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APIC Mode??? What is that?

Discussion in 'Hardware Discussion & Support' started by Candyman, Jul 6, 2002.

  1. Candyman

    Candyman [DH] Lover!

    I just got a new Abit KX7-333 motherboard and I see that there is a setting to enable/disable in the BIOS called APIC Mode. Does anyone know what that does? Should I enable it or disable it?

    I hope the Abit dude is reading this.... :D
  2. sinjin

    sinjin the last samurai

    apic = advanced programmable interrupt controller or something to that effect...

    i think it is for managing the interrupts on a multiprocessor system...but if you only have a single cpu enabling can improve performance.
  3. Candyman

    Candyman [DH] Lover!


    Enabling will improve???? Is that a typo?
  4. sinjin

    sinjin the last samurai

    yea i think so...it enables 24 lines of interrupt request lines rather than 16 (or something like that)...there has to be documentation on this somewhere...
  5. sinjin

    sinjin the last samurai

  6. Candyman

    Candyman [DH] Lover!

    I had it diabled by default.....however, when I enable it and save settings to reboot....nothing happens! Just a black screen. I go back to disable it and save/reboot and everything works again.....don't tell me I have to reformat to enable this setting... :(
  7. sinjin

    sinjin the last samurai

    changing between enabled and disabled APIC mode may require you to reinstall Windows to allow a different hardware access layer to be used...
  8. ajm786

    ajm786 New Member

    No, as far as I am concerened, you MUST re-install Windows. I've tried it before.

    And as for me, I now always leave APIC on. You do get better performance and more IRQs.
  9. shuki

    shuki New Member

    not to be contradictory but I read twice to disable APIC. sorry don't have any links but just would recommend more info on the subject before reformatting....
  10. ajm786

    ajm786 New Member

    You have to reformat either way, to avoid hosing your system.

    Don't get confused with ACPI and APIC. ACPI is the standard for power saving, etc. etc. etc. implemented by Microsoft, which you will find in Windows. Go ahead. In you device manager, you will see that all your devices use one IRQ. THAT IS CALLED ACPI.

    APIC is an option in your BIOS that stretches your IRQs from the standard AT of 15 to about 23 or 24, so that all your devices don't use one IRQ. THAT IS APIC.
  11. shuki

    shuki New Member


    not to highjack the thread or anything ;) but how do you disable ACPI in windows?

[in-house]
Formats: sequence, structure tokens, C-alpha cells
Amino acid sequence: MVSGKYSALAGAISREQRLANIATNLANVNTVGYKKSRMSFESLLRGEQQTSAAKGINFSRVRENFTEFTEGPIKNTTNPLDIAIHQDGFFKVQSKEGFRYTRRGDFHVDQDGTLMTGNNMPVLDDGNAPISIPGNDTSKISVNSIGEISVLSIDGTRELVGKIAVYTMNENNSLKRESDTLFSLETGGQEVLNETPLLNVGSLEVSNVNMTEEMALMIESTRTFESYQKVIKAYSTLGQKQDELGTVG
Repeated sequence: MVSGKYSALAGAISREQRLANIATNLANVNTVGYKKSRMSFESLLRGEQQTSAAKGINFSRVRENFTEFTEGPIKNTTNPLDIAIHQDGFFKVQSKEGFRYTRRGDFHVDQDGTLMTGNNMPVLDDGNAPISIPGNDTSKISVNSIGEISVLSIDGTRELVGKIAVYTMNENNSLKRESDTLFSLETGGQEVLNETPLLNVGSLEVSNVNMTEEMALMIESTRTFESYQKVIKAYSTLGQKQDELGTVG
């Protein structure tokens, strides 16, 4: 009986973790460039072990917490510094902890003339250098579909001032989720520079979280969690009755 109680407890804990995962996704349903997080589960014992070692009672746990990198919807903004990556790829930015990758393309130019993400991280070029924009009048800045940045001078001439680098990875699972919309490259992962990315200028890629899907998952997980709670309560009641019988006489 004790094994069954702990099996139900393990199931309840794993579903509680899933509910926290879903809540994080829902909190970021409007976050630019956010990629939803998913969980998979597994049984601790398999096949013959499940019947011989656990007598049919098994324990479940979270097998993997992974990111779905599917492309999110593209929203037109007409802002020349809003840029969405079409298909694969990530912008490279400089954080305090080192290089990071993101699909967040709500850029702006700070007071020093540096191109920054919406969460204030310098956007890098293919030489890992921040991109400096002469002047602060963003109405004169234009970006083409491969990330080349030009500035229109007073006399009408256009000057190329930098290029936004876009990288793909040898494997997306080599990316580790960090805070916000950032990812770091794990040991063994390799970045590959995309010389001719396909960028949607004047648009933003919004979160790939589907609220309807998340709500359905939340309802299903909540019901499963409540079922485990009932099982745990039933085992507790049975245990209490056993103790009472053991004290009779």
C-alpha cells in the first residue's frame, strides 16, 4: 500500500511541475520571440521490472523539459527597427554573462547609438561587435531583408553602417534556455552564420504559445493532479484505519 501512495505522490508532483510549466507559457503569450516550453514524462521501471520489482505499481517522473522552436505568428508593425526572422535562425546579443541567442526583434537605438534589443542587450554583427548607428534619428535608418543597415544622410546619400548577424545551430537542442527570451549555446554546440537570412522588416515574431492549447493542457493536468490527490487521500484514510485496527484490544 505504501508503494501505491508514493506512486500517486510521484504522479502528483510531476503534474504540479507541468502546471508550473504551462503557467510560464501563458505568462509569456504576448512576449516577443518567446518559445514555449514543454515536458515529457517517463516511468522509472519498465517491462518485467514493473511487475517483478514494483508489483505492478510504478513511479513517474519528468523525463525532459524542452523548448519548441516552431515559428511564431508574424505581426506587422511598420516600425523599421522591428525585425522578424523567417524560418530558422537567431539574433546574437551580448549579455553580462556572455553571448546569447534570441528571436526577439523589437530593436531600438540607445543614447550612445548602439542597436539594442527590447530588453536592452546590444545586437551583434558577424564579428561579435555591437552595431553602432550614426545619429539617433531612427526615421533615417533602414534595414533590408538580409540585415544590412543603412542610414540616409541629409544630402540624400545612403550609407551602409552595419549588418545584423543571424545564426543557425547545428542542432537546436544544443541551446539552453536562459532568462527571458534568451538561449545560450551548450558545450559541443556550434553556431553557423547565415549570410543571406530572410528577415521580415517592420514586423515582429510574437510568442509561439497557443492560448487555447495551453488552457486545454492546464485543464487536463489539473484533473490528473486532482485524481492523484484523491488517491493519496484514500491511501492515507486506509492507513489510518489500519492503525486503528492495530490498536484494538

12. shuki

    shuki New Member

  13. Gurm

    Gurm Hail to the King, Baby!

    Both ACPI _and_ APIC are good to have on. Don't disable either. Doing so only encourages the hardware manufacturers to make bad non-compliant hardware. You'll do TONS more work shuffling IRQ's (since despite APIC, in non-ACPI mode you only get 4 hardware-level interrupts - that's right ONLY 4!), and get almost no performance benefits. No matter what anyone told you, ACPI = GOOD.

    - Gurm
  14. misae

    misae New Member


    I agree with you on this one and by one hundred and fifty percent. Removing ACPI changes your OS kernel extensively and you may be left with a lot of features missing e.g. UDMA on your IDE drives etc because your IDE controller is trying to share the IRQ with your graphics card. (Well it did happen to me.. in fact I lost my 2ndary IDE altogether!... had to do a full format to fix it).

    Once you disable ACPI from the BIOS and then the OS you cannot 'simply' turn it back on. Even with a system restore point set you may run into problems.

    APIC though is slightly different as previously mentioned. :)
  15. radTube

    radTube just keepin' it cool

    For some reason or another APIC made my system unstable. I did reistall windows after enabling it (actually I just enabled APIC right before I had to reinstall anyway), but had random lockouts afterwards. Everything's stable again now that I've disabled it. And I didn't have to reinstall Windows (XP) this time.
  16. Ver

    Ver New Member

    From my understaning, APIC is quite useless unless you have more than on cpu.
  17. sjohnson

    sjohnson New Member


    Um-hum - so I should trash-can my nVidia GF2 because it shares an interrupt with the LAN card in Win2k and I can't tell Win2k to assign it a unique IRQ when ACPI is enabled on a new install? I guess I can then take my chances on buying a new $400 nVidia card and hope that the drivers and hardware for this rather critical piece of hardware aren't "bad non-compliant" crashing and stuttering additions to my system?

    Or, should I install as a Standard PC, spend 10 minutes assigning IRQ's and have a smooth running system with my existing GF2?

    ACPI is the savior of MIS system integrators - makes installation and support a breeze. This is because, in a coporate environment any employee to tries to push their system with games or other 3D applications is rarely tolerated.

    But for a gaming enthusiast, I can either spend beau-coup bux on the latest and greatest, then pray a LOT, and struggle with drivers and PCI slots and HOPE everything runs well when the system is stressed - or - Standard PC. Never say never and never say always :)

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